It isn’t that we should respect the devotee with a big position and not the devotee with a little position. If we take the time to consider each devotee’s contribution and what we need to do to spread Krsna consciousness, it becomes quite easy to appreciate the value of each devotee. Prabhupada wrote in letters that each and every devotee was very important to him. In fact, in one letter he wrote that we were all limbs of his own body. How important we all were to him! Let’s reflect on that more often, and see that Krsna, too, appreciates the service of each devotee. If we remember this, we’ll appreciate and respect all our godbrothers and godsisters irrespective of position or status. And if we are humble about our own position in Krsna consciousness we can see that others have just as much to offer as we do.
This quality is important for all devotees, but it can be especially difficult for managers to acquire. Several years ago, I was managing the schedules of about twenty lady devotees. As usual, the amount of service outweighed the ability of the available devotee power, so I always felt a strain in covering all the duties. I noticed that I tended to judge a devotee`s worth by how much service she did. I didn’t think highly of one young mother in particular who spent most of her time taking care of her daughter. I had calculated that she should be doing a lot more to help out. In fact, I started categorizing everyone I was dealing with: good devotee, not so good devotee, and so on.
One day, one of the most reliable stalwarts fell ill and it looked like she would be ill for a while. I didn’t know how to help her with her illness and I was certainly hard pressed for time to do so. The devotee I had bad feelings for took it upon herself to nurse the sick devotee back to health with special medicines and prasadam. She’d been studying herbal medicine and natural cures, and had a knack for treating devotees. It seemed like a little thing, but I gained a powerful realisation. By Krsna’s grace I saw very clearly how wrong it was to pass judgement on devotees. Each devotee, each living entity, no matter how insignificant, has something valuable to offer the Krsna consciousness movement, even if from our little perspective we don’t know what it is. Each devotee has a special place in Krsna’s family and I realised I wasn’t someone to deny them that, even in my mind. While I still fail at times, I remember the lesson the young mother taught me and I become a little humble and correct my mentality.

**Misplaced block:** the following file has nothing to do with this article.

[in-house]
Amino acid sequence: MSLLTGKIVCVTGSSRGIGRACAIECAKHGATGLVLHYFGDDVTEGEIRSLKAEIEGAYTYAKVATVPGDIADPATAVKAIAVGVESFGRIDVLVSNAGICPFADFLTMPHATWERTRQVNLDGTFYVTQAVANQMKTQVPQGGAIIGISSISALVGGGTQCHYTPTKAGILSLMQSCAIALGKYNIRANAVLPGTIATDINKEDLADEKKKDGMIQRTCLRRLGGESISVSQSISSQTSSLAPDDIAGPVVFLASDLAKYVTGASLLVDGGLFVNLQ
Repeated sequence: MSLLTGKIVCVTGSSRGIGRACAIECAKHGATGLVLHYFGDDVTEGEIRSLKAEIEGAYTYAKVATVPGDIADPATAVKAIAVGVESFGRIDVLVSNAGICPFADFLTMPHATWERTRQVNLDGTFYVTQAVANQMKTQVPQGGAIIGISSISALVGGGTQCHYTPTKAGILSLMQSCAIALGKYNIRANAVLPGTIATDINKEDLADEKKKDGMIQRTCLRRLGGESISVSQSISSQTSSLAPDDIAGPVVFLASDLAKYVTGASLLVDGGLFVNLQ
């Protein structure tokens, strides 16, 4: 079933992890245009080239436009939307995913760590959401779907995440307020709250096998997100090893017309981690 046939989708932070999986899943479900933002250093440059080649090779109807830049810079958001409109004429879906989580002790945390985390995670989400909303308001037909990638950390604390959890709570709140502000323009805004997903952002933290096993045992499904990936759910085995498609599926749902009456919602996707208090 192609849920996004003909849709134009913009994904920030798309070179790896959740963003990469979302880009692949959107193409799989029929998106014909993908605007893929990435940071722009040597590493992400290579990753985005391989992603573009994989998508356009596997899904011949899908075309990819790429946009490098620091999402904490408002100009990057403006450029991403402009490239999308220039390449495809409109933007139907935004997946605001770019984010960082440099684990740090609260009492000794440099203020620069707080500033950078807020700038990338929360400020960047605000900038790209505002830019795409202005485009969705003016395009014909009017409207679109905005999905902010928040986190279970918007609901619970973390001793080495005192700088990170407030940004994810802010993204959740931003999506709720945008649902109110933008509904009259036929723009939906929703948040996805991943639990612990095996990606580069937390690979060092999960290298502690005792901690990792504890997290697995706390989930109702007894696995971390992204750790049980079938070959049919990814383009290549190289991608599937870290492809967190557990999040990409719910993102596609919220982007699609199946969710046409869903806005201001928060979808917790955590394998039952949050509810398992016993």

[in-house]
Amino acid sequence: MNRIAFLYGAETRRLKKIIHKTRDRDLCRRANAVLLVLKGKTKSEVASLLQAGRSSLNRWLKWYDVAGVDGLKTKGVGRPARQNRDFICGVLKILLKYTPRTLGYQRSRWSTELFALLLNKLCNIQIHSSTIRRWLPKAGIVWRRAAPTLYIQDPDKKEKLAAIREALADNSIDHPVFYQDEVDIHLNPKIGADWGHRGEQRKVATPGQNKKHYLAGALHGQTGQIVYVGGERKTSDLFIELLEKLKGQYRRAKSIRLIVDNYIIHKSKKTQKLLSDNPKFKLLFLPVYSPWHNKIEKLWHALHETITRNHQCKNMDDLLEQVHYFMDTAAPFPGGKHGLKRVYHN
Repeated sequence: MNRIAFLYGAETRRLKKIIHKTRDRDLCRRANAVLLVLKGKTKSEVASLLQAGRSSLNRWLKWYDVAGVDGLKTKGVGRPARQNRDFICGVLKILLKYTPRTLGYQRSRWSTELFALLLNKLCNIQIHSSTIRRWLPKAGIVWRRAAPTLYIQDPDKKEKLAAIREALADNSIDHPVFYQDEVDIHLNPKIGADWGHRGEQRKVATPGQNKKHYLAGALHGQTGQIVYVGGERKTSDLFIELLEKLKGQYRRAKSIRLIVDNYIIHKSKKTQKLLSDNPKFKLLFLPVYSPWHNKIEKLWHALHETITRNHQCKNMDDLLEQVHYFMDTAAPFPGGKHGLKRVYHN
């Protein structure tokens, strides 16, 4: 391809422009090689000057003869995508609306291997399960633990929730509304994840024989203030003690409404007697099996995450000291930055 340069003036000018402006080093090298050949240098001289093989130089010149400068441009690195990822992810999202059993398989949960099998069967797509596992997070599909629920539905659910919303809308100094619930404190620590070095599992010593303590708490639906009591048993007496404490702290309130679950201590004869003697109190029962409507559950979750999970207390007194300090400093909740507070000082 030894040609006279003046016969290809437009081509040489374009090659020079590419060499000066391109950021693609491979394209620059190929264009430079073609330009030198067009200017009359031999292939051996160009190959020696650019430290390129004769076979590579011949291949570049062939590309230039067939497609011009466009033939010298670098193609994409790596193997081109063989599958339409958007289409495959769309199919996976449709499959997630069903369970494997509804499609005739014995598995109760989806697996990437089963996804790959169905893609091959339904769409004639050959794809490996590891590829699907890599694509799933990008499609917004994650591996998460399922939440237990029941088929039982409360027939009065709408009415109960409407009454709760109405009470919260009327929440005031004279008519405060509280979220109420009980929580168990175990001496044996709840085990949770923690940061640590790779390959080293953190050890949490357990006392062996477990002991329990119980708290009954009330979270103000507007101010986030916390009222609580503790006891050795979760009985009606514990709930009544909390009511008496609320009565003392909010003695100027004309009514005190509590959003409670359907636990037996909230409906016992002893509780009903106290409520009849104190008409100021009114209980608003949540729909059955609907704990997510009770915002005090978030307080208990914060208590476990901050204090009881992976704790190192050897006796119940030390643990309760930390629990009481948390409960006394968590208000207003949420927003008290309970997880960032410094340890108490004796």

The inability to be equal to all is perhaps the most serious violence we can commit and has already created havoc in our movement in various ways. At times we see antagonistic distinctions between Prabhupada’s disciples and disciples of other gurus, between men and women, renunciants and householders, leaders and rank and file devotees, core and congregation. Who’s better and who’s lesser. We think that whoever has a position must be more advanced. But this type of elitist mentality will destroy our movement.
Prabhupada told us that there is no force in the world that can stop our movement’s progress – except one. Our movement can be destroyed from within. A controversy surfaced in 1976, between the grhasthas and sannyasis, which concerned Prabhupada very much. Prabhupada patiently waited to see how we would deal with the controversy, but as the conflict continued, he felt that it wasn`t being handled properly, so Prabhupada stepped in with words of advice. He highlighted his deep appreciation for all devotees, even the small ones. One time, while reflecting on the repercussions of that controversy, he pointed out that he could not reject the love and devotion offered in making a small decorative item on his desk. He said that it was his responsibility to help everyone serve Krsna and he commented, ‘Party politics will spoil everything’.